|Photo from City of Portland Office of Transportation|
Defining new standards for accommodating bicycles safely in San Francisco is one of the first things the bike network consultants will do as they develop the plan. It is key to creating a safe network because current official standards are not designed to encourage bicycling in a dense and crowded city like San Francisco. They give no guidance to engineers regarding appropriate compromises between bicycles and automobiles. They generally provide minimum levels of safety, without reference to cyclist security or comfort, rather than preferred treatments.
Two examples of how new standards will help:
Improved standards could help prevent dooring, a collision which occurs approximately ten times a week in San Francisco, often resulting in injury and at least once in the past decade, a fatality. We know that cyclists should ride about 12' from the curb to avoid a suddenly opening car door, but current bike lane standards do not address the importance of encouraging bicyclists to ride in this zone. The SFBC has heard several reports of dooring injuries on Valencia Street, for example. If bike lanes are striped where there is not room to keep cyclists away from car doors, should aggressive signage be required to remind motorists to check for bicycles before opening doors? Should bike lanes be redesigned to include an arrow telling cyclists to keep away from parked cars? Should standards be different on streets with metered parking and high parking turnover compared to streets with only long-term residential parking?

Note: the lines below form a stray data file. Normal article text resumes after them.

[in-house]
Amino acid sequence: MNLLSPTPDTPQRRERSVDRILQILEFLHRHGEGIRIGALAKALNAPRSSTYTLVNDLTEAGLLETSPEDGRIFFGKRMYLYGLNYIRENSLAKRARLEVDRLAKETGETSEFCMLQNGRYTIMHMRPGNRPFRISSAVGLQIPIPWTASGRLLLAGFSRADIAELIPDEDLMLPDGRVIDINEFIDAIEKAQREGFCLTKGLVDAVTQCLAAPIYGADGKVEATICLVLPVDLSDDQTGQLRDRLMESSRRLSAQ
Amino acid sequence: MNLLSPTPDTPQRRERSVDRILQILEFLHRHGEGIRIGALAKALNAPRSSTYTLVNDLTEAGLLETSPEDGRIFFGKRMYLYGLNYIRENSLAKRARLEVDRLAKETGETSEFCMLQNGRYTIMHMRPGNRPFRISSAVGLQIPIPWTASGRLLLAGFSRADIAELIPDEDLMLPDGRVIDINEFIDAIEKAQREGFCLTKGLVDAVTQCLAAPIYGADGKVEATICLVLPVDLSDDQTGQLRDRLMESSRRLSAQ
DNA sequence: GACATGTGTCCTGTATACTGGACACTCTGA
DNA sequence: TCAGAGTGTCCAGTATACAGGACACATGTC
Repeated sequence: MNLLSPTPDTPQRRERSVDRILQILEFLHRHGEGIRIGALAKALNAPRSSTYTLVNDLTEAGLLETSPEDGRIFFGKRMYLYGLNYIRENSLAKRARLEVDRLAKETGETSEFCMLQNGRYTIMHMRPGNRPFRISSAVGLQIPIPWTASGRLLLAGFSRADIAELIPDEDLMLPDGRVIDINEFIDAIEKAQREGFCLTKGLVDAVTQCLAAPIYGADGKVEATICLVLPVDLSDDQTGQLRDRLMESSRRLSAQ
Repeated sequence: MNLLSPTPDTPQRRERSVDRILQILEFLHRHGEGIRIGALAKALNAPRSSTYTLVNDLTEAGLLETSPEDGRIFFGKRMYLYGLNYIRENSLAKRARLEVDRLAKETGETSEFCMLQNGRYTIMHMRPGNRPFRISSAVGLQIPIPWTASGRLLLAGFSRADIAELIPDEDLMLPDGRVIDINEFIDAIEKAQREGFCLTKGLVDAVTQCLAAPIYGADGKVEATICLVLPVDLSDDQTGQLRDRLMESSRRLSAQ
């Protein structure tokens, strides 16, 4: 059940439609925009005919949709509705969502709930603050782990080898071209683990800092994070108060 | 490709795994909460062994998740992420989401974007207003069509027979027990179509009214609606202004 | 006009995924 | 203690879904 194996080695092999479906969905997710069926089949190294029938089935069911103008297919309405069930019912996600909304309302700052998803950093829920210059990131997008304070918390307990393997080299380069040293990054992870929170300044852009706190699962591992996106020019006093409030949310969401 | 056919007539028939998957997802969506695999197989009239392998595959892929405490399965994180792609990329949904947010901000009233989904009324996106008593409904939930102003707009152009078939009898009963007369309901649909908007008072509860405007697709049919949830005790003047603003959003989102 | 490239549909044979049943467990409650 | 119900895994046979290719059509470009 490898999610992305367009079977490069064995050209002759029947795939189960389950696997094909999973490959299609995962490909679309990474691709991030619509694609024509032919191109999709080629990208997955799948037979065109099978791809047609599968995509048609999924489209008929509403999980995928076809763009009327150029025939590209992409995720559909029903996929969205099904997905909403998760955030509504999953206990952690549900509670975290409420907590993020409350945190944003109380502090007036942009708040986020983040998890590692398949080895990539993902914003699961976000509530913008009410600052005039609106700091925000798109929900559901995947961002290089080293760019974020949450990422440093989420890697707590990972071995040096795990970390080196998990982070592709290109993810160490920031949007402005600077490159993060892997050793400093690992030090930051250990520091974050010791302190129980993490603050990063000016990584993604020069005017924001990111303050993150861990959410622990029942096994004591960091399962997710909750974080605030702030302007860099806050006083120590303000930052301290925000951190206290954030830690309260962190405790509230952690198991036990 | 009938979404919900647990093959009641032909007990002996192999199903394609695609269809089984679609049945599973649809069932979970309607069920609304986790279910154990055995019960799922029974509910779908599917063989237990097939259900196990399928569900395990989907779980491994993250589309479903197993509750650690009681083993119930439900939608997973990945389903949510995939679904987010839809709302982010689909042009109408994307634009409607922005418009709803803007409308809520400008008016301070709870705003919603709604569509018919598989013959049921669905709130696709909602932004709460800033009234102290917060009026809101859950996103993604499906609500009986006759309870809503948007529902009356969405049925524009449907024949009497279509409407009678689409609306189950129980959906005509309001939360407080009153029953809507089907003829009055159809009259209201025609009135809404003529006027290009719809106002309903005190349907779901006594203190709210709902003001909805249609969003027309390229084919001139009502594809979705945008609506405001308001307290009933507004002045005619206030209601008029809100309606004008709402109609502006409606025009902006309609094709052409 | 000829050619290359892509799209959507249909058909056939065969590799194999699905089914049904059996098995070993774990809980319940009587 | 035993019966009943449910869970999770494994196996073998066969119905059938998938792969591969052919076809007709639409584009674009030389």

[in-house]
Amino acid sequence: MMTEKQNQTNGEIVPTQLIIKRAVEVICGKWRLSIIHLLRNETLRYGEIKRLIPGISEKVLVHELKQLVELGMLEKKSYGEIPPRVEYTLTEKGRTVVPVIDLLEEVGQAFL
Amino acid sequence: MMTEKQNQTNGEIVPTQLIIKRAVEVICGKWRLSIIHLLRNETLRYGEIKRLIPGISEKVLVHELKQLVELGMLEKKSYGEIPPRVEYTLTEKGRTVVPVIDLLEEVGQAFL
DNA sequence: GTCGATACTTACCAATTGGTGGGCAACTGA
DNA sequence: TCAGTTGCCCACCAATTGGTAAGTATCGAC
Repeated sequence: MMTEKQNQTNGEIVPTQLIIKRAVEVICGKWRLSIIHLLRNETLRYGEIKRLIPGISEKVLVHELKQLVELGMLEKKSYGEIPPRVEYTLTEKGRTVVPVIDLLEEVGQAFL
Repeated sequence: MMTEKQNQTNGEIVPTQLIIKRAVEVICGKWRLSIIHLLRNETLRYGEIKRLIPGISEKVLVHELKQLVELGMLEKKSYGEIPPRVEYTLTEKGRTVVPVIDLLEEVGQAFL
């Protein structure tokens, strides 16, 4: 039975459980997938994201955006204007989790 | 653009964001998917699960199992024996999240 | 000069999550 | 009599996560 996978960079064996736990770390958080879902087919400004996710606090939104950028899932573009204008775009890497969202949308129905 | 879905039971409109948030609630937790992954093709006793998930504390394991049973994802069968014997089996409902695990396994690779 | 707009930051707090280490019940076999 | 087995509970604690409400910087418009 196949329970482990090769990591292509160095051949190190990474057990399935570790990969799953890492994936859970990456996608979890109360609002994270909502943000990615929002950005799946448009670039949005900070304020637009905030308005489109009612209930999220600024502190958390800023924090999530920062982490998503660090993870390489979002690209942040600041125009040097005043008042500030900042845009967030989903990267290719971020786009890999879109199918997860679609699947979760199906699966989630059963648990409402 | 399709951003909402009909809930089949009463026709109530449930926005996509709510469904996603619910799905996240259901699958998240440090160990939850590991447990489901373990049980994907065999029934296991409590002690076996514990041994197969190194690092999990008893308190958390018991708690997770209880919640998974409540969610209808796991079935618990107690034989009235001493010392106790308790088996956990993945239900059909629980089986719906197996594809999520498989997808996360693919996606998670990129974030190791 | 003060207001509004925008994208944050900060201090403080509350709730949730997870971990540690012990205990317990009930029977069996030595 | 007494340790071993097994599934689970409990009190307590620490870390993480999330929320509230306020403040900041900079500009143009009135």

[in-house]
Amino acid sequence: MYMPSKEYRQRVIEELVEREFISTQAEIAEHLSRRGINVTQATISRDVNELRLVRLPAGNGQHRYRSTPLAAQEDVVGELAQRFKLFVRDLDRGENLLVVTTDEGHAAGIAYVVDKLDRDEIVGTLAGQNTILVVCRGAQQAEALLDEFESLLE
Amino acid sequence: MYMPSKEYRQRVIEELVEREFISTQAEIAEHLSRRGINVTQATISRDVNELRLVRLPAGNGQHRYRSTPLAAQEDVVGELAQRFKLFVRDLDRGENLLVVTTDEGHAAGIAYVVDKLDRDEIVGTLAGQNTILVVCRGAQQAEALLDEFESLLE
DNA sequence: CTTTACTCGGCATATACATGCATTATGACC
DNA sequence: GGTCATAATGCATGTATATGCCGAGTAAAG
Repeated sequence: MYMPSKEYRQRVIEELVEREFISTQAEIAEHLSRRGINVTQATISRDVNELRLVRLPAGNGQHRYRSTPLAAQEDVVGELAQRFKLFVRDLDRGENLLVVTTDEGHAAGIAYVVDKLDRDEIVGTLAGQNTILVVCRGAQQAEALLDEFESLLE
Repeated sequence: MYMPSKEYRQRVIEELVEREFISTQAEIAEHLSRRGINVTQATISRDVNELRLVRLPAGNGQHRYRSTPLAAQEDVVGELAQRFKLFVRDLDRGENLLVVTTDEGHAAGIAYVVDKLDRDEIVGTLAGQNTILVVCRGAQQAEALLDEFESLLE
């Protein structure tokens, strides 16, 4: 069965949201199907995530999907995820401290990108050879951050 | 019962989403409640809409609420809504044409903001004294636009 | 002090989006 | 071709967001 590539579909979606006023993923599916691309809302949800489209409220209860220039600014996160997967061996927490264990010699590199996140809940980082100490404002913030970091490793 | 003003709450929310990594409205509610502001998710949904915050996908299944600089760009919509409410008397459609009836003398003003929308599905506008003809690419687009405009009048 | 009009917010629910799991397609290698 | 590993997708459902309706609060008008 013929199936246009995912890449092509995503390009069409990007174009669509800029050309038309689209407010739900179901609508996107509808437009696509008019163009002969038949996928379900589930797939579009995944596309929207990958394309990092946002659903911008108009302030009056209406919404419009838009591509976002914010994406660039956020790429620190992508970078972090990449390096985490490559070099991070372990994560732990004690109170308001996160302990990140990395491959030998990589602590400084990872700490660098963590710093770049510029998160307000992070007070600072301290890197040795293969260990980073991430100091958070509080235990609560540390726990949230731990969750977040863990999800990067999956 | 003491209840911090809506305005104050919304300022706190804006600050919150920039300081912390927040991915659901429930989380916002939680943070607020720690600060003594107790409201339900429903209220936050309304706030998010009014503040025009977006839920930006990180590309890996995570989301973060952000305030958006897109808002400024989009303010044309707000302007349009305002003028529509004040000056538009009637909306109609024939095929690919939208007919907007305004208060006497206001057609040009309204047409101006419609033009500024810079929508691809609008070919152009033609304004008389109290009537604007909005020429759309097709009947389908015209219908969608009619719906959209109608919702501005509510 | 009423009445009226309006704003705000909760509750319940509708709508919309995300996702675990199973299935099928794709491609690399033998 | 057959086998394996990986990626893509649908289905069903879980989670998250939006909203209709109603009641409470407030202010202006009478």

Another example is Laguna Honda Blvd. Without guidance from standards, city traffic engineers have designed bike lanes that do not provide cyclists with the degree of safety and comfort that meets the goals of the Bicycle Network: safe and comfortable for people from the ages of 8 to 80. Although the bike lanes are slightly wider than they have to be according to the standard, so are the traffic lanes. The engineers even included a median in the center of the street, a typically suburban treatment almost unheard of in San Francisco. The result, predictably, is a street that encourages very high-speed car traffic. SFBC attempts to get wider bike lanes and narrower car lanes (and hence, slower speeds, greater safety, and more comfort) failed. We had no standard to refer to, and we could not take the issue to the Board of Supervisors because specific lane widths are not within the direct jurisdiction of the Board.
The new standards in the bicycle plan will allow us to argue about the underlying standards to the Board of Supervisors and set the stage for improved bicycle safety as a matter of routine engineering.